Unemployment rates are falling and state-level finances are in decent shape, but many cities and towns are struggling due to weak tax revenue, The Wall Street Journal reports.
A weak housing market is depressing property-tax collections, while the rising costs for pensions and employee healthcare plans are soaking up money.
Local tax revenue fell 2.34 percent in the fourth quarter of 2010 compared with the year-earlier period, according to the Commerce Department, and things aren't looking up.
|A weak housing market is depressing property-tax collections.
(Getty Images photo)
Local tax revenue depends heavily on property taxes while state revenue comes from incomes and sales taxes, the latter of which generally pick up as the overall economy improves.
With no meaningful recovery seen in the housing market, tough times loom in mayors' offices across the country.
Local finances "are continuing to get worse and are likely to worsen further," says Don Boyd, senior fellow at the Nelson A. Rockefeller Institute of Government, according to the Journal.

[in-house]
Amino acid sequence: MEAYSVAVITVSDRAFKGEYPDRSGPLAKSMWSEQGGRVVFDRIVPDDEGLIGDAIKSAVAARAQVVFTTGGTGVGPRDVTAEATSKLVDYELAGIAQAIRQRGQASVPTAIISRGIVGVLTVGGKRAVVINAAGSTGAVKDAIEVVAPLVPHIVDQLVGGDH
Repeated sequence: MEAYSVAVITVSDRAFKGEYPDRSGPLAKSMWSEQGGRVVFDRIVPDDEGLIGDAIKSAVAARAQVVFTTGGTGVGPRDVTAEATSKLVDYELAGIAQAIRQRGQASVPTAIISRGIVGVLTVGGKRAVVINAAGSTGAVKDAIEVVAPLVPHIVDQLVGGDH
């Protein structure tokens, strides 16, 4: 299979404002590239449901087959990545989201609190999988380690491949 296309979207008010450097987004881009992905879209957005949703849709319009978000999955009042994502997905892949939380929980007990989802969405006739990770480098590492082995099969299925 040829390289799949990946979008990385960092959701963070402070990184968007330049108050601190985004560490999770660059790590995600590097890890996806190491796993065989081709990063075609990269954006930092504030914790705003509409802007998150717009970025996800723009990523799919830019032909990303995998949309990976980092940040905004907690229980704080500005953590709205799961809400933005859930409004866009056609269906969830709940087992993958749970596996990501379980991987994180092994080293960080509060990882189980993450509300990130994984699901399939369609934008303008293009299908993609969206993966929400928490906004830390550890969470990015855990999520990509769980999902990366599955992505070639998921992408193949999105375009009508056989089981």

A poll of U.S. homebuilders suggests the housing market won't recover in 2011.
The National Association of Home Builders says its industry outlook index for May remains unchanged at 16, a level where it has hovered for six of the past seven months, according to the Associated Press.
Any reading below 50 indicates negative sentiment, and the index hasn't been above that level since April 2006.
"You can get existing homes at a much cheaper price now, mainly due to foreclosures," says Paul Dales, senior U.S. economist at Capital Economics, according to the Associated Press.
"New homes really aren't competitively priced."
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